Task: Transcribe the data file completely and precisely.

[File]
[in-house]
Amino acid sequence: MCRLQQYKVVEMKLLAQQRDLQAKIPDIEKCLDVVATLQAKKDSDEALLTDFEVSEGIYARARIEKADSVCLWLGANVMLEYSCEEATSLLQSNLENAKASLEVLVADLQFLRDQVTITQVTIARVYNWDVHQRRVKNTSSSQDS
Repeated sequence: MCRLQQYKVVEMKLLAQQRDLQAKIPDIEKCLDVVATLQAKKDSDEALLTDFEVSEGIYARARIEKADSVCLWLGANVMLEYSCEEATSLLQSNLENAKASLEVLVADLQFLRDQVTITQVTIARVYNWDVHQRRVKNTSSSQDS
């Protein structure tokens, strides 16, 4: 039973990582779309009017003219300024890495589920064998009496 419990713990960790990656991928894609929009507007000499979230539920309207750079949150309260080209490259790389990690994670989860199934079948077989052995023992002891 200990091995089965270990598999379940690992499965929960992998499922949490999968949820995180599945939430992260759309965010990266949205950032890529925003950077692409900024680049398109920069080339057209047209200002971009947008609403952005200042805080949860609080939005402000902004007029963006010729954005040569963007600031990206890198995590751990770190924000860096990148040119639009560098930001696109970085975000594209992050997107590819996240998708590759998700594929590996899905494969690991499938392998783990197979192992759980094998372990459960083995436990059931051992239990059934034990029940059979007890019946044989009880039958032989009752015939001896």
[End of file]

[in-house]
Amino acid sequence: MCRLQQYKVVEMKLLAQQRDLQAKIPDIEKCLDVVATLQAKKDSDEALLTDFEVSEGIYARARIEKADSVCLWLGANVMLEYSCEEATSLLQSNLENAKASLEVLVADLQFLRDQVTITQVTIARVYNWDVHQRRVKNTSSSQDS
Repeated sequence: MCRLQQYKVVEMKLLAQQRDLQAKIPDIEKCLDVVATLQAKKDSDEALLTDFEVSEGIYARARIEKADSVCLWLGANVMLEYSCEEATSLLQSNLENAKASLEVLVADLQFLRDQVTITQVTIARVYNWDVHQRRVKNTSSSQDS
């Protein structure tokens, strides 16, 4: 039973990582779309009017003219300024890495589920064998009496 419990713990960790990656991928894609929009507007000499979230539920309207750079949150309260080209490259790389990690994670989860199934079948077989052995023992002891 200990091995089965270990598999379940690992499965929960992998499922949490999968949820995180599945939430992260759309965010990266949205950032890529925003950077692409900024680049398109920069080339057209047209200002971009947008609403952005200042805080949860609080939005402000902004007029963006010729954005040569963007600031990206890198995590751990770190924000860096990148040119639009560098930001696109970085975000594209992050997107590819996240998708590759998700594929590996899905494969690991499938392998783990197979192992759980094998372990459960083995436990059931051992239990059934034990029940059979007890019946044989009880039958032989009752015939001896």